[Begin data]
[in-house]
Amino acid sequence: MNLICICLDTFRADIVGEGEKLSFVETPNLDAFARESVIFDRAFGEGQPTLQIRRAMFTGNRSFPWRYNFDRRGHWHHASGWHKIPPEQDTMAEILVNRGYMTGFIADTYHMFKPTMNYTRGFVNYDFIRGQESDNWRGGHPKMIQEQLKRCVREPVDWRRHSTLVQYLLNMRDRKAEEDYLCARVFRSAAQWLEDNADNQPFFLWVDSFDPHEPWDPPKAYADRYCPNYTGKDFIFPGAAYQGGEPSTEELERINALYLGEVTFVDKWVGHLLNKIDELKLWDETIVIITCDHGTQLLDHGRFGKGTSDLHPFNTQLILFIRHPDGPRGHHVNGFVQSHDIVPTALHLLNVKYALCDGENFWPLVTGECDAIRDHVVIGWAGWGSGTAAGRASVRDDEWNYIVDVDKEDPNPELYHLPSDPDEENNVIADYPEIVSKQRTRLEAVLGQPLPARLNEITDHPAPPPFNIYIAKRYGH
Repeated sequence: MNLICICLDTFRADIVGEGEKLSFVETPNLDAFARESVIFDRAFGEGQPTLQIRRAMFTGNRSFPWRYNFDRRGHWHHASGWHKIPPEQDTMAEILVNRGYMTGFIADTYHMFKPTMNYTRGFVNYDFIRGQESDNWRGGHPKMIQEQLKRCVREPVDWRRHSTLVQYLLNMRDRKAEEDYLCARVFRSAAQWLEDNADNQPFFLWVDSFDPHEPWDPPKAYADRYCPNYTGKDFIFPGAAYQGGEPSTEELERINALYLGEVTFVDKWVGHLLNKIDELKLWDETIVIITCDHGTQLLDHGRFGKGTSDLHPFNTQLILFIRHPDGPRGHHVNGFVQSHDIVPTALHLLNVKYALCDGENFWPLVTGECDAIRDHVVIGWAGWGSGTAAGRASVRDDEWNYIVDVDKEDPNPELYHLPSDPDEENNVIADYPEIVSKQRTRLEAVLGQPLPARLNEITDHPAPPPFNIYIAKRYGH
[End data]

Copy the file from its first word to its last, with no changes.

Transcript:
[in-house]
Amino acid sequence: MNLICICLDTFRADIVGEGEKLSFVETPNLDAFARESVIFDRAFGEGQPTLQIRRAMFTGNRSFPWRYNFDRRGHWHHASGWHKIPPEQDTMAEILVNRGYMTGFIADTYHMFKPTMNYTRGFVNYDFIRGQESDNWRGGHPKMIQEQLKRCVREPVDWRRHSTLVQYLLNMRDRKAEEDYLCARVFRSAAQWLEDNADNQPFFLWVDSFDPHEPWDPPKAYADRYCPNYTGKDFIFPGAAYQGGEPSTEELERINALYLGEVTFVDKWVGHLLNKIDELKLWDETIVIITCDHGTQLLDHGRFGKGTSDLHPFNTQLILFIRHPDGPRGHHVNGFVQSHDIVPTALHLLNVKYALCDGENFWPLVTGECDAIRDHVVIGWAGWGSGTAAGRASVRDDEWNYIVDVDKEDPNPELYHLPSDPDEENNVIADYPEIVSKQRTRLEAVLGQPLPARLNEITDHPAPPPFNIYIAKRYGH
Repeated sequence: MNLICICLDTFRADIVGEGEKLSFVETPNLDAFARESVIFDRAFGEGQPTLQIRRAMFTGNRSFPWRYNFDRRGHWHHASGWHKIPPEQDTMAEILVNRGYMTGFIADTYHMFKPTMNYTRGFVNYDFIRGQESDNWRGGHPKMIQEQLKRCVREPVDWRRHSTLVQYLLNMRDRKAEEDYLCARVFRSAAQWLEDNADNQPFFLWVDSFDPHEPWDPPKAYADRYCPNYTGKDFIFPGAAYQGGEPSTEELERINALYLGEVTFVDKWVGHLLNKIDELKLWDETIVIITCDHGTQLLDHGRFGKGTSDLHPFNTQLILFIRHPDGPRGHHVNGFVQSHDIVPTALHLLNVKYALCDGENFWPLVTGECDAIRDHVVIGWAGWGSGTAAGRASVRDDEWNYIVDVDKEDPNPELYHLPSDPDEENNVIADYPEIVSKQRTRLEAVLGQPLPARLNEITDHPAPPPFNIYIAKRYGH